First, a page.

Sometimes cats can decide to be standoffish with a particular family member, but that behavior usually has clear causes. Janet writes to us with a particularly confusing case.
Janet, this sort of behavior never comes out of the blue, but it can be very difficult for us humans to understand. We perceive only a tiny bit of the sounds and smells our cat friends perceive. You're in for some detective work, just like Ellery Queen.
You mentioned Ellery's increased white cell count. It may be reassuring to know that this is hardly a cause for concern on its own. A heightened white count can even be caused by the stress of going to the vet. If Ellery develops fatigue, skin problems, or has weight loss, then there's greater cause for concern.
One veterinary issue that you didn't mention is sensory decline. If Ellery has had a sudden decrease in his senses of hearing or sight, he might be reacting to that. It's a long shot at his age, but it's something that Ellery would hide. We've seen many blind cats who behave as though they can see just fine. It may be worth bringing up with your vet during your next visit.
Another thing worth mentioning is the fact that Ellery is entering middle-age. At nine, he would be the equivalent of a 55 year old human. As such, he may be developing minor aches and pains and he may want less petting. He may even have arthritis. If he feels that he's receiving too much physical attention, he may choose to distance himself from you.
So, on to the detective work. The first thing to focus your magnifying glass on is smell. Any big change in your scent could make Ellery avoid you. Did you change soaps or hand lotions? Did you switch to a new laundry detergent? Did you change any of your bedding? Cats especially dislike citrus smells, so get rid of any citrus-scented cleanser or candles. Some cats are more sensitive to change than others, of course, but we've known cases where cats who were litter mates and lived together their entire lives rejected one another after one was interred at the vet for an extended period of time. Her smell had changed and she no longer had the "family scent" so she was perceived to be an intruder to the cats who'd stayed at home. Dig into your daily habits and look at them from the point of view of Ellery's nose.
Other cats in the neighborhood could also be contributing to the problem. Himalayans are usually very laid back, but not so much that they'd ignore an incursion into their own territory. If one of the neighbor cats is spraying outside your home, that could upset Ellery. If you somehow got a stranger cat's scent onto yourself, that would do it as well. You can check around outdoors after dark with a common UV flashlight like the one below. Cat spray will glow in the black light, especially is it's concentrated on surfaces like the side of your house or your front door. If you need to clean such areas, see this post.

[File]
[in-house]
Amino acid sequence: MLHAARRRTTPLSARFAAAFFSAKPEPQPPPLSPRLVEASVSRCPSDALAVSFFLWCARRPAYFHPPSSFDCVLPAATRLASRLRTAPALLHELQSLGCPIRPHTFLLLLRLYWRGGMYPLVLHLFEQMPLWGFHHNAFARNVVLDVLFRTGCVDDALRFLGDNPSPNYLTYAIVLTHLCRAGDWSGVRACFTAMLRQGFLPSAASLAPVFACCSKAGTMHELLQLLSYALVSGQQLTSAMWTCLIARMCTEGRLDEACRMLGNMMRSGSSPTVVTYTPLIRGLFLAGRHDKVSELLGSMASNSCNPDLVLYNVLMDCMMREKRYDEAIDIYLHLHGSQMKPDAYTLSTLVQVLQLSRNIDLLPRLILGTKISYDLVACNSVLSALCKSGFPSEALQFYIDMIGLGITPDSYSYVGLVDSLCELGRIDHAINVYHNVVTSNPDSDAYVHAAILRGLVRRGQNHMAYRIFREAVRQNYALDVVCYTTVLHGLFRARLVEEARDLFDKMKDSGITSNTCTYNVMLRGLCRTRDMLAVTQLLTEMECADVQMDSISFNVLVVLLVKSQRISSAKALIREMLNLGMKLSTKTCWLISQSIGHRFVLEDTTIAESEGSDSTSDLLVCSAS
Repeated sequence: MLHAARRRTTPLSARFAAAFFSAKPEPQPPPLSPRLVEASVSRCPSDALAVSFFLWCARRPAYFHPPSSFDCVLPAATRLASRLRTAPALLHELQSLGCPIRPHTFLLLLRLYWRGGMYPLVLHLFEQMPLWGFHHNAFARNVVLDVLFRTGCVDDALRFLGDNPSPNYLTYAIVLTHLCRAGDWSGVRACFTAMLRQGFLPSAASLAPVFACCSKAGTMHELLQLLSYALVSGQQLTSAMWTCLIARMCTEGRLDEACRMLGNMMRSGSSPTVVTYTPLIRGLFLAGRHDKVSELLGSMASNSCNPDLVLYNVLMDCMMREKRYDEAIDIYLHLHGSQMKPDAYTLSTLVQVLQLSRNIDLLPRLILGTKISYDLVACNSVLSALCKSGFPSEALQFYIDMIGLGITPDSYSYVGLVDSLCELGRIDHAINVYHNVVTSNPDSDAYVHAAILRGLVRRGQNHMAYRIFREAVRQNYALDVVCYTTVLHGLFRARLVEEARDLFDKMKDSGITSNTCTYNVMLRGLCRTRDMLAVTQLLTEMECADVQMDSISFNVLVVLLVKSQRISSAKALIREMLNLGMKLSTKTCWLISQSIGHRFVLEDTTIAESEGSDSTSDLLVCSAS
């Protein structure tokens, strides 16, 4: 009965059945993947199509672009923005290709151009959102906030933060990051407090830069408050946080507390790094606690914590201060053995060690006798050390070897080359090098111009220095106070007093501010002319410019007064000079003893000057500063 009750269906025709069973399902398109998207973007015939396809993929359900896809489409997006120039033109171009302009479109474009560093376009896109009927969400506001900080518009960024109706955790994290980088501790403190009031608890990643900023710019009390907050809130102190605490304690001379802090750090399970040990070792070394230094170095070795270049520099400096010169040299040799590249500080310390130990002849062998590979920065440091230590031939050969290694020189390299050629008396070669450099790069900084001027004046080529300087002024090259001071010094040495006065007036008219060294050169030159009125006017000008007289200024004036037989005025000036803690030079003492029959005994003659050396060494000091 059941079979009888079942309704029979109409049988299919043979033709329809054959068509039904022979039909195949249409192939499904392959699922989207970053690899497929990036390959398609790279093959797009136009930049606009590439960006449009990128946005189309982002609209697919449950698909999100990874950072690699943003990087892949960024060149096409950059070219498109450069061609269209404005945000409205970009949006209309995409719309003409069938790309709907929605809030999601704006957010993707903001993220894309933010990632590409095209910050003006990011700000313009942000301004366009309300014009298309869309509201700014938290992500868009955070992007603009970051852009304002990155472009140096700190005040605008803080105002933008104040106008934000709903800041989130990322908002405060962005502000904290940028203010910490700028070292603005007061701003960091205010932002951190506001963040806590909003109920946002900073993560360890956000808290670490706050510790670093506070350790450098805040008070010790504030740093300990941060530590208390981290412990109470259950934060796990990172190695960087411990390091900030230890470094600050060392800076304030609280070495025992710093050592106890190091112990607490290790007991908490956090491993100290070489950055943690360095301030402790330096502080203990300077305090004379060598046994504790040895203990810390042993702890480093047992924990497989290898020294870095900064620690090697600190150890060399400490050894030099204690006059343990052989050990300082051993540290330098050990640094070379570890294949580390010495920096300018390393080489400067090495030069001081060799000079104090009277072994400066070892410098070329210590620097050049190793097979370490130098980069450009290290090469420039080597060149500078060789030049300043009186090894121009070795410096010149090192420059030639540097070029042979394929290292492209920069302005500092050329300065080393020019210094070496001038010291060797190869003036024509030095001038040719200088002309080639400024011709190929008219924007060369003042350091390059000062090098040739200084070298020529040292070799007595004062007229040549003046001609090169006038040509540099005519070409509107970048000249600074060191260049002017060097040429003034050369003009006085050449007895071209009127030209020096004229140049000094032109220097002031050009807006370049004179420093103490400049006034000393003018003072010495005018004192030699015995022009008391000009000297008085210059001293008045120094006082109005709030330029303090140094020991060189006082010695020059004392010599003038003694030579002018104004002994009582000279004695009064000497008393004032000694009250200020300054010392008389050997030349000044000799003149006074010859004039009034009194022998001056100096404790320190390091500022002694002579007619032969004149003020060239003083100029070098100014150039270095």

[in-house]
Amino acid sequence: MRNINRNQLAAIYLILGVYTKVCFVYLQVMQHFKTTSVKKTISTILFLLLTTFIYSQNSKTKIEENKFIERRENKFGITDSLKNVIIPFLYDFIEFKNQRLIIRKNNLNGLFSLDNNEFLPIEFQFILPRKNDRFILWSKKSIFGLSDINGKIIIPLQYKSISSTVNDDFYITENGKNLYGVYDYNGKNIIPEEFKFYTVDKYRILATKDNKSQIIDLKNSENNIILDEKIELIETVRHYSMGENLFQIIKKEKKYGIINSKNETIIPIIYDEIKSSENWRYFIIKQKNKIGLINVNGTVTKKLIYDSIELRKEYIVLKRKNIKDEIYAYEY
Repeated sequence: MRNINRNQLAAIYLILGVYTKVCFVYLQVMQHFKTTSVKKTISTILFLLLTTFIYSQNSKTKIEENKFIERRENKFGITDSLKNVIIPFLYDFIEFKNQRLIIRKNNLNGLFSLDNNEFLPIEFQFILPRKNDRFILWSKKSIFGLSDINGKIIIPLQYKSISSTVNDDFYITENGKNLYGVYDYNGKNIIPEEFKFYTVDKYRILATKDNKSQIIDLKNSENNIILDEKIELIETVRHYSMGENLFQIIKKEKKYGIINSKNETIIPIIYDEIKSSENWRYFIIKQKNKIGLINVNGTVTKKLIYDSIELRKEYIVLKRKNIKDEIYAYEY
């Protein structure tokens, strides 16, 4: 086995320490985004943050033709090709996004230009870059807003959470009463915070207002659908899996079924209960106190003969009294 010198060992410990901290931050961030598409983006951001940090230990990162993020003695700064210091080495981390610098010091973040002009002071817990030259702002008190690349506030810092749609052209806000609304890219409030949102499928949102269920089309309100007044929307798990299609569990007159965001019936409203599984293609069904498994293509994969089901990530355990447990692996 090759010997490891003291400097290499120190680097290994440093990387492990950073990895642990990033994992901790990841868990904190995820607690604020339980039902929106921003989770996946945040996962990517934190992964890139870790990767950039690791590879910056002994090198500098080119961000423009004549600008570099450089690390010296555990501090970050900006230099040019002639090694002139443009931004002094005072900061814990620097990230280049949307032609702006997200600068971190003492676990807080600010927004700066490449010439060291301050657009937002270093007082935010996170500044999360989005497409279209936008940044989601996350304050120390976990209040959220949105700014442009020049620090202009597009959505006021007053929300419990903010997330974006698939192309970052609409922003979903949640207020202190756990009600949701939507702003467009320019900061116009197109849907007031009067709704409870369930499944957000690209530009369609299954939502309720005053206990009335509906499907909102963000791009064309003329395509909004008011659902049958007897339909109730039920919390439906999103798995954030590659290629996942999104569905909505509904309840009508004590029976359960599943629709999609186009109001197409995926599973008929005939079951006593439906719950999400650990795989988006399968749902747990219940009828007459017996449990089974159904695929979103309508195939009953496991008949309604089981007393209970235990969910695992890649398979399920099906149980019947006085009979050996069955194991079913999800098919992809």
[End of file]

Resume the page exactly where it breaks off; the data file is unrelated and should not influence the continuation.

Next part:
If you spend some time investigating smells and don't turn up anything, take heart. There are other potential causes to explore as well. It's possible that this is simple avoidance due to associating you with something painful or frightening. If, during that first night, you moved suddenly in your sleep, or kicked Ellery without even knowing about it, he could associate that pain with your presence. We know one sleepwalker who frequently rips objects off walls in his sleep, so it's not unheard of for people to do odd things when asleep. If this is the case, it was probably a single occurrence, but cats have long memories for such associations. You could even exacerbate the problem by trying to win Ellery's affections back.
Give him some space and let him come to you. Try to be calm and at ease around him. Feed him his favorite treats from your hands (so as to associate your smell) and make sure you're the one who feeds him his meals. You may even want to sit on the floor next to him while he's eating. Pet him if he comes near, but don't pick him up or force the interactions. Let him decide when he wants contact from you. You may find that he comes back around much sooner this way. By pursuing him and fretting about this problem when he's near, you may be reinforcing his negative associations. Cats are emotional sponges and they pick up on our emotional states even when they seem like they're being aloof.
Thank you for contacting us, Janet. We really feel for you and Ellery and hope you find a way out of this predicament. Please let us know if anything changes or if you discover the cause. All cats are different, so we all learn from each and every case. We'd love to update this post with news of your success!
Have any of you readers had similar situations with your cats? If so, please let us know how it worked out for you in the comments below.